The number of people dying with Covid in England and Wales today hit its highest weekly total for 12 weeks.

There were a total of 321 coronavirus deaths in the week ending October 2, the Office for National Statistics said.

This is 106 more than the 215 in previous week and almost three times the 139 reported a fortnight ago. It is the highest weekly total since early July.

In London, the Covid death toll increased week on week from 23 to 31. The worst affected region was the North West, with 106 deaths – 56 more than a week earlier.

Today’s figures come after the Prime Minister’s announcement last night that the Liverpool city region – part of the North West – would be the first to enter the highest of three tiers of coronavirus restrictions.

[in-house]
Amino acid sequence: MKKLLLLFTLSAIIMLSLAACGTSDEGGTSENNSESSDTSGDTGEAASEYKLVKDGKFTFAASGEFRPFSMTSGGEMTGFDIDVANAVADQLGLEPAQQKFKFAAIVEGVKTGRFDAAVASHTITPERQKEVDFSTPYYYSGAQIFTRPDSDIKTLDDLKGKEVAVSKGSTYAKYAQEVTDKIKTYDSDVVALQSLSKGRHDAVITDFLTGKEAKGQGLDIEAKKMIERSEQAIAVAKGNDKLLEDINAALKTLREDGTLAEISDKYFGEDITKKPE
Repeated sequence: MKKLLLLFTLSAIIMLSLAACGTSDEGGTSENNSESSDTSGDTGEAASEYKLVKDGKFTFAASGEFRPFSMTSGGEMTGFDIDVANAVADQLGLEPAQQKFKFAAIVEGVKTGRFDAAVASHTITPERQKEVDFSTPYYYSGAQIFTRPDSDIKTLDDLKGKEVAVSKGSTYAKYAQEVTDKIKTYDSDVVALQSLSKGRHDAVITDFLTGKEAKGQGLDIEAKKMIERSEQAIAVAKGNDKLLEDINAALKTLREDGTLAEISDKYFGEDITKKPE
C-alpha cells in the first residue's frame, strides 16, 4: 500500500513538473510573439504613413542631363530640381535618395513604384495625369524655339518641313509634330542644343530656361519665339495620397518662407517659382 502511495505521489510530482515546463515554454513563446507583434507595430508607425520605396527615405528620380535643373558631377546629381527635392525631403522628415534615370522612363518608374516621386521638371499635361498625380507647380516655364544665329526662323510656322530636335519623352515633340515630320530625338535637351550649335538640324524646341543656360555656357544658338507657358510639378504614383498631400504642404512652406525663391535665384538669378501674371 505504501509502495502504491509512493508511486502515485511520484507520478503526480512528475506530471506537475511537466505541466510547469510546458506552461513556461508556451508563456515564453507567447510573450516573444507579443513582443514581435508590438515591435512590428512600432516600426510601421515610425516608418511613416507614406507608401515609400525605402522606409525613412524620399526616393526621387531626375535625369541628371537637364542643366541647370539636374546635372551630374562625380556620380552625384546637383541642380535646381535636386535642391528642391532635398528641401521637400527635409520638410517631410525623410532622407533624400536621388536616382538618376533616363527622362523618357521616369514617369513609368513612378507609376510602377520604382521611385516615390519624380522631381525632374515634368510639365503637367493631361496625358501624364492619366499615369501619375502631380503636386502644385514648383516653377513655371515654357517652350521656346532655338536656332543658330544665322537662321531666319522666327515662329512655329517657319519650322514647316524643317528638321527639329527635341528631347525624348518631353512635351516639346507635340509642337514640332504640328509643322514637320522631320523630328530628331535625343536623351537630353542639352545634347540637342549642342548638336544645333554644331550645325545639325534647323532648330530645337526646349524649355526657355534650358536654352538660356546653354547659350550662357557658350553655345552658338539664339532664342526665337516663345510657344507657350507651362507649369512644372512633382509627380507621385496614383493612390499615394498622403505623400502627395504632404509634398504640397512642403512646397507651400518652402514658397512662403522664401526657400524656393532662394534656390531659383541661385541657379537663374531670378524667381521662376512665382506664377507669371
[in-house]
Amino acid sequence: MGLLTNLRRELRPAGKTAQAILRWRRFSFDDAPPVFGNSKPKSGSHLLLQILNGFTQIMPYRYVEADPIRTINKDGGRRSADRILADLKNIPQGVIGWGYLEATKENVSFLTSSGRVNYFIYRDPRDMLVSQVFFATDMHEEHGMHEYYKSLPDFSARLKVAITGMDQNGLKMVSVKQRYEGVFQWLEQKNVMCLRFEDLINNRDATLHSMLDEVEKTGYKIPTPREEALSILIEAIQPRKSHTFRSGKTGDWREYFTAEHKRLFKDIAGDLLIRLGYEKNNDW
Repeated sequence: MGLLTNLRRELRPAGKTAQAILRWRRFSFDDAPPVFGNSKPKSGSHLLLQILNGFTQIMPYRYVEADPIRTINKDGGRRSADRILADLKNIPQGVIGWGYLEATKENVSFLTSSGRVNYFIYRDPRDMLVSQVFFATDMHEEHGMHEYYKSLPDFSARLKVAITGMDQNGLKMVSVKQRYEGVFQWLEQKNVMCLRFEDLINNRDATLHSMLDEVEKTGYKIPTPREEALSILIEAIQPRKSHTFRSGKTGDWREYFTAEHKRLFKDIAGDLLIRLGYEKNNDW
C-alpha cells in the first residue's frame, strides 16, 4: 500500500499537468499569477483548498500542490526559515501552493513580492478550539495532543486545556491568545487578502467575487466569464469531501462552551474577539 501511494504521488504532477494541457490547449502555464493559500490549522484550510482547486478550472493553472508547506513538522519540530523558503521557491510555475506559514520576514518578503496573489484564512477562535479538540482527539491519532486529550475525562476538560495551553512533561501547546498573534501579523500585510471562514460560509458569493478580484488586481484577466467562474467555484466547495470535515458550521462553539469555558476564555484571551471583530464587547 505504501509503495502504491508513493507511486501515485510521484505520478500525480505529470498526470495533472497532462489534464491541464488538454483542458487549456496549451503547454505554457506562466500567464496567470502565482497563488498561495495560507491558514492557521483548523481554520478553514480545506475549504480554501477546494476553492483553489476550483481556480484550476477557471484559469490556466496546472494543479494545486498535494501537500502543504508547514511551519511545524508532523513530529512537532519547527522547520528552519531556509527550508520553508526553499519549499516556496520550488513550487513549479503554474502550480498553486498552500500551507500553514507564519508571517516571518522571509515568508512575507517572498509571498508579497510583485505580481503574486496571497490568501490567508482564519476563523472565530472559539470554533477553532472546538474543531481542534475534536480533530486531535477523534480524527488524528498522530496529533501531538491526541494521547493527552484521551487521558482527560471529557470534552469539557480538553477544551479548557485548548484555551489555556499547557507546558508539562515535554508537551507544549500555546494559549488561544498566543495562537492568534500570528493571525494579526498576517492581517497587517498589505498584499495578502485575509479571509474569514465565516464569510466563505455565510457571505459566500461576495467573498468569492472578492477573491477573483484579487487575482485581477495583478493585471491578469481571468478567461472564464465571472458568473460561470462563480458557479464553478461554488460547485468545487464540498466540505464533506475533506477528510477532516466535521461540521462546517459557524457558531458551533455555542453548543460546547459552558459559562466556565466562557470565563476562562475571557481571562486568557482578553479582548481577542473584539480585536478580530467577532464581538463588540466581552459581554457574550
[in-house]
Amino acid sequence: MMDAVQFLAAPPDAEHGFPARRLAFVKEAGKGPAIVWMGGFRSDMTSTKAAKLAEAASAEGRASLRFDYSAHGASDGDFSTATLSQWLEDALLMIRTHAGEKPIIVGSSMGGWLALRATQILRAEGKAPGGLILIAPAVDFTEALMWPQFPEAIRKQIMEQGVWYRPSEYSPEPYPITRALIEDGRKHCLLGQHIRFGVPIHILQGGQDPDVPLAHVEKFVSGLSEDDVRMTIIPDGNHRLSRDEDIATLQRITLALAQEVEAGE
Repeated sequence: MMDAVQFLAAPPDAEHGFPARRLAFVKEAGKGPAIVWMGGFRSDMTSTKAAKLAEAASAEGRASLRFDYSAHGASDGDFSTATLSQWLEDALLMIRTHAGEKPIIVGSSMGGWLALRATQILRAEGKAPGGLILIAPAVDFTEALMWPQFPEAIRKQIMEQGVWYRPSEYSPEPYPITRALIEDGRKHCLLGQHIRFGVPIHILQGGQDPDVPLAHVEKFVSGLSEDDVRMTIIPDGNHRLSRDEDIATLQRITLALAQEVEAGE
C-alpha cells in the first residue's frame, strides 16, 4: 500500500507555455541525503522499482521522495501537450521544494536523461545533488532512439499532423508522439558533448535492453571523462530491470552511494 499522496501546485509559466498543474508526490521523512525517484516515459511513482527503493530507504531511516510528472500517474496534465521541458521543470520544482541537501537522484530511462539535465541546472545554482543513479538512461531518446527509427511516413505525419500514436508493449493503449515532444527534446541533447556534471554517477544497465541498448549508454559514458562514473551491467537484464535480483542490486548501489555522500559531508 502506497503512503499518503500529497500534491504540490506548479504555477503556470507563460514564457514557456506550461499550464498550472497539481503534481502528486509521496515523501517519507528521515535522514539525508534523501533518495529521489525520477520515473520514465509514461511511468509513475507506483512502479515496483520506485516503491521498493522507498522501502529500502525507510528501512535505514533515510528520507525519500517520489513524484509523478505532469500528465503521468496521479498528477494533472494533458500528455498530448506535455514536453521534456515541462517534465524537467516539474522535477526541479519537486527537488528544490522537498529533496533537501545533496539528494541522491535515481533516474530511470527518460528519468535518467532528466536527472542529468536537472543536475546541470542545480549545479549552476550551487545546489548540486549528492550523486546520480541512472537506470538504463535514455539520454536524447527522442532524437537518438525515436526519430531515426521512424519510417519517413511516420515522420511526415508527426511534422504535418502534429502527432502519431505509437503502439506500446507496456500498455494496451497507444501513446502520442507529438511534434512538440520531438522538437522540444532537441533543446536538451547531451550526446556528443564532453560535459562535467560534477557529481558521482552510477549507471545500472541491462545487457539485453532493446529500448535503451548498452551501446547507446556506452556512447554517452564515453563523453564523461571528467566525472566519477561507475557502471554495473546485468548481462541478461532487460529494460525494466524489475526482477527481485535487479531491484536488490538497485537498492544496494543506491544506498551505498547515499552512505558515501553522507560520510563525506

The total number of deaths from all causes in the most recent week in England and Wales was 9,945 – 311 more than the previous week. The total was also 390 deaths above the average for the time of year.

Across the entire UK, there were 343 deaths involving Covid – 109 more than the previous week – and a total of 11,444 deaths from all causes, up 583 week-on-week and 591 deaths more than average.

The South West was the only English region to have lower overall deaths than average.

The biggest increase in Covid deaths in England and Wales was seen in those 80 to 84 years (22 more deaths).

This highlights the growing concern among Government that rampaging infection rates in the 16 to 30 age group eventually translate into infections and subsequently deaths in the oldest and most vulnerable members of society.

London’s weekly Covid death toll is the highest for 13 weeks. However it is a long way short of the peak number of weekly Covid deaths in the capital – 1,818, which was recorded in the week ending April 17.

This story is being updated.